Terraform Vol.II…..rising from the ashes of Australia’s bushfires

Josh Dykgraaf is a master of image manipulation and all things Photoshop.  His creative work features manipulation of his own photography.

Karrak. A portrait photo of red-tailed black cockatoo.

Josh’s latest body of work, Terraform Vol. II features some work centred around the recent catastrophic Australian bushfires; limited edition art prints of Koalas, titled ‘Koobor’ and a smouldering Cockatoo, titled ‘Karrak’.  ‘Koobor’ is a photographic manipulation of landscapes in the Snowy Mountain National Park after the bushfires that occurred there in December 2019 – January 2020, while ‘Karrak’ is a photographic manipulation of leaves found in the same Victorian National Park in the December 2019 bushfires.  Josh brought the leaves back to his studio and shot them from various angles before individually placing them to form the image that you see here.

Terraform Vol. II is currently on show at the East Hotel in Manuka, Canberra until 11t5h March and proceeds from the sale of the bushfire themed work is being donated to Wires Wildlife Rescue, Australia.

Koobor

“I’ve been working on this series Terraform for a bit over a year now, transforming my landscape photography into animal forms. In November I was near Coffs Harbour visiting friends the week the fires threaten almost every town in the area and my friends almost lost their home. Then when the headlines around the widespread tragedy affecting our native wildlife started coming in, I felt like I couldn’t not make some bushfire work given what I was already doing. So, my partner and I travelled out to East Gippsland in December where we knew a string of fires had ended the week before.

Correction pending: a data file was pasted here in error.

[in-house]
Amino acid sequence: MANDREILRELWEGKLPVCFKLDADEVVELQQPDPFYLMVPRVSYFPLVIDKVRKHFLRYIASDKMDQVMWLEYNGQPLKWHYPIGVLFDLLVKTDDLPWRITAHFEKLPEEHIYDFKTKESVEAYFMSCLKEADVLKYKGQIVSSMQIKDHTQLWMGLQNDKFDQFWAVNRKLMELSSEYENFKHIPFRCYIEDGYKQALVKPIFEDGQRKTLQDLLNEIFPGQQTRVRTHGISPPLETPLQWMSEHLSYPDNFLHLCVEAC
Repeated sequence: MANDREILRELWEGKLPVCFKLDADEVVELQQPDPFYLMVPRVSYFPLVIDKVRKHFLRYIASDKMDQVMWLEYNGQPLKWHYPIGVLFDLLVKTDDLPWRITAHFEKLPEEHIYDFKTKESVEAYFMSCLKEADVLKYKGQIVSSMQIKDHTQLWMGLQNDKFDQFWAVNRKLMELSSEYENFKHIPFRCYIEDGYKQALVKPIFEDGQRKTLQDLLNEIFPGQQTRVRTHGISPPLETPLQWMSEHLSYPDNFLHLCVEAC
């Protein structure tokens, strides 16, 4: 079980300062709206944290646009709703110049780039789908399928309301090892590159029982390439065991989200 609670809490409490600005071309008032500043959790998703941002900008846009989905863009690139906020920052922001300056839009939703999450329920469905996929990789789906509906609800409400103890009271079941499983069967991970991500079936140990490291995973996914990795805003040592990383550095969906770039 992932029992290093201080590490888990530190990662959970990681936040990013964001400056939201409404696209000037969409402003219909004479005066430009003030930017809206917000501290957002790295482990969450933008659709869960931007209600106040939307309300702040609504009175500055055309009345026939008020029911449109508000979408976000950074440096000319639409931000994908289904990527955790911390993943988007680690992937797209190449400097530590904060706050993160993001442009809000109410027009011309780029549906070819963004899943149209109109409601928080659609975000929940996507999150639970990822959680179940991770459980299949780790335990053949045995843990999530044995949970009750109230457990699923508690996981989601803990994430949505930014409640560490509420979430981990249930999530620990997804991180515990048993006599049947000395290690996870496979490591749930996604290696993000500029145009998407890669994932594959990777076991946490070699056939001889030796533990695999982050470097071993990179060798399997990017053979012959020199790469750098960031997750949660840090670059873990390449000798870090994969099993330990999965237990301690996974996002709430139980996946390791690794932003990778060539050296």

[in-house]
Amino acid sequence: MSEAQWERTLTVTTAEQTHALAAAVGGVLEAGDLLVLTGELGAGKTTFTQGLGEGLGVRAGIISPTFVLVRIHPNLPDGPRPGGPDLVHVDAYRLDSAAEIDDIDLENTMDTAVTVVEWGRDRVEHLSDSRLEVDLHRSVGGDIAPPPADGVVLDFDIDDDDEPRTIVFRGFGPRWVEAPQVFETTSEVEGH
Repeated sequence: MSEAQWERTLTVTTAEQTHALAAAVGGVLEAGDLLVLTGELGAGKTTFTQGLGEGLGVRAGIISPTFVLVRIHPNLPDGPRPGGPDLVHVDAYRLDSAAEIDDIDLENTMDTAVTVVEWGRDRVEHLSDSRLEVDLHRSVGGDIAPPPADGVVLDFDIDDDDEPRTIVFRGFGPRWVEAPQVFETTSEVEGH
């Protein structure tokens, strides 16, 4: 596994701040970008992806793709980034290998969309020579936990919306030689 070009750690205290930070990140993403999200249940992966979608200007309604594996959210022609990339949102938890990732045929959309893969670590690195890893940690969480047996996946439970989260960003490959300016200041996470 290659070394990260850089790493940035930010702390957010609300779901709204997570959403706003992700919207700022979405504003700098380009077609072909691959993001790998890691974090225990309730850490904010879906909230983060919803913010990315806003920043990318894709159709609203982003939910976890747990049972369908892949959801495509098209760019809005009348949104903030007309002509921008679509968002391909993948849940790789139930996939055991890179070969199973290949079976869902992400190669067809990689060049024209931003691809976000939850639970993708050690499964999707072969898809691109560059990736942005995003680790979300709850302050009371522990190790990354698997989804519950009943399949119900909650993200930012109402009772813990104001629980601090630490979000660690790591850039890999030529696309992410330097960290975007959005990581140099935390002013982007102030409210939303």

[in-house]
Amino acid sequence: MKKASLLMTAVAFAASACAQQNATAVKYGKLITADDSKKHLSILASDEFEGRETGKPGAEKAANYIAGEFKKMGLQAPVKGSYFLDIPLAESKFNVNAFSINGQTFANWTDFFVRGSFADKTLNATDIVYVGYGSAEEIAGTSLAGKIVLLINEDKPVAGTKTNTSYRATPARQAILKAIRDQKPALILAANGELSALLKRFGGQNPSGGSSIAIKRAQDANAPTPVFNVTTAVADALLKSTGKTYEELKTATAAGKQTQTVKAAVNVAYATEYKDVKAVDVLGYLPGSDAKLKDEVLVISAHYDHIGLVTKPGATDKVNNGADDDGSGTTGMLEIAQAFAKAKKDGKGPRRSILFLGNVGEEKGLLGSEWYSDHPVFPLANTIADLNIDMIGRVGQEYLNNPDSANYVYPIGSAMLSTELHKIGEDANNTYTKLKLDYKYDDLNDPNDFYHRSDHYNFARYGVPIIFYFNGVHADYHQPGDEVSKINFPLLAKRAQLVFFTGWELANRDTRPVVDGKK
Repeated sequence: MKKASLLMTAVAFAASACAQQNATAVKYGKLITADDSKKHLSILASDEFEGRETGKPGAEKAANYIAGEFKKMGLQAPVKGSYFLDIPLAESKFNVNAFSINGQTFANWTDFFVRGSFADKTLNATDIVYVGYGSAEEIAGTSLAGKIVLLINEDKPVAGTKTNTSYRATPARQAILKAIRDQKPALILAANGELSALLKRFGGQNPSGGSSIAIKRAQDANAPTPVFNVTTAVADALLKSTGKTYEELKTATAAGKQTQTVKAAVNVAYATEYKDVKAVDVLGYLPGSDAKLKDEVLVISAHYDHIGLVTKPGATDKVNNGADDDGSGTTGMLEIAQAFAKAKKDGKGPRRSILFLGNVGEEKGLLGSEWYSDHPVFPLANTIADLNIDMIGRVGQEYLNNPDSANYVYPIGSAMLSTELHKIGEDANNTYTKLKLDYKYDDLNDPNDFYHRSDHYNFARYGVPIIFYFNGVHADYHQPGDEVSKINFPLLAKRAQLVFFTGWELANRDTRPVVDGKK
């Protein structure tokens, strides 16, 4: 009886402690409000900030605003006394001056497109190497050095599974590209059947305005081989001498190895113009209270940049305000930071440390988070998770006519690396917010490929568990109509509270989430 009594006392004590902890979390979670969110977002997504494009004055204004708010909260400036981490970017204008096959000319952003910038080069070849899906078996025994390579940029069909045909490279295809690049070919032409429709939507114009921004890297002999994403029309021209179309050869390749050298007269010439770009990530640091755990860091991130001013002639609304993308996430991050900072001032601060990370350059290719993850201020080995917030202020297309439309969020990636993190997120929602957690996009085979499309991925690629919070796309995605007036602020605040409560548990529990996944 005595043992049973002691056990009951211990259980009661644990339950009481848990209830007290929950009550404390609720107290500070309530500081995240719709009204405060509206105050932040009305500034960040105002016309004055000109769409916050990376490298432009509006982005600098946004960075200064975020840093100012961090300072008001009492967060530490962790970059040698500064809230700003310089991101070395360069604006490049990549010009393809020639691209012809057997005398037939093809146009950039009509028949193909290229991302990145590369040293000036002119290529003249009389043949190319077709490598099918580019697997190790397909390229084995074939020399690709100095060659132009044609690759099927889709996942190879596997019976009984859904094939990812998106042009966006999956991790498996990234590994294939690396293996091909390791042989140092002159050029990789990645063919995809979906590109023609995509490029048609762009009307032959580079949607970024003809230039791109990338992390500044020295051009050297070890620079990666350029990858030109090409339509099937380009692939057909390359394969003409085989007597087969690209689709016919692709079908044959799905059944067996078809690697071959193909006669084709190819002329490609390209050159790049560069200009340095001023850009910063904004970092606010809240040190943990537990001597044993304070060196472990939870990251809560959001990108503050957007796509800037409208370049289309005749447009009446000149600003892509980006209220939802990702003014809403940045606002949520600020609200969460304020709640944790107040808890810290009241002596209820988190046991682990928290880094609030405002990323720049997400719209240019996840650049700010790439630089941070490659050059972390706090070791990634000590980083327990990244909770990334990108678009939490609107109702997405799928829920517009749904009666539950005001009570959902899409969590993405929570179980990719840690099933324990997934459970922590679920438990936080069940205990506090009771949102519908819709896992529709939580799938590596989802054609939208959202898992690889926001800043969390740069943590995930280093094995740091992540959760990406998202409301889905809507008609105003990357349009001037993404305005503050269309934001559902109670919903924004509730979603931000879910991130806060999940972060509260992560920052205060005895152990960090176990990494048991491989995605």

Originally the WIRES Australia donation started as something small I could do, that I thought would be nice to do as kind of a side feature of the exhibition I have running in Canberra right now. Never in my wildest dreams did I imagine that it might get the kind of reach it has bee, getting national press. It’s hard to describe just how gratifying it is that something I made is having such an effect on people, I haven’t experienced that before on this level.

Josh Dykgraaf

Originally the WIRES Australia donation started as something small I could do, that I thought would be nice to do as kind of a side feature of the exhibition I have running in Canberra right now. Never in my wildest dreams did I imagine that it might get the kind of reach it has bee, getting national press. It’s hard to describe just how gratifying it is that something I made is having such an effect on people, I haven’t experienced that before on this level.”

You can see Josh’s stunning work here.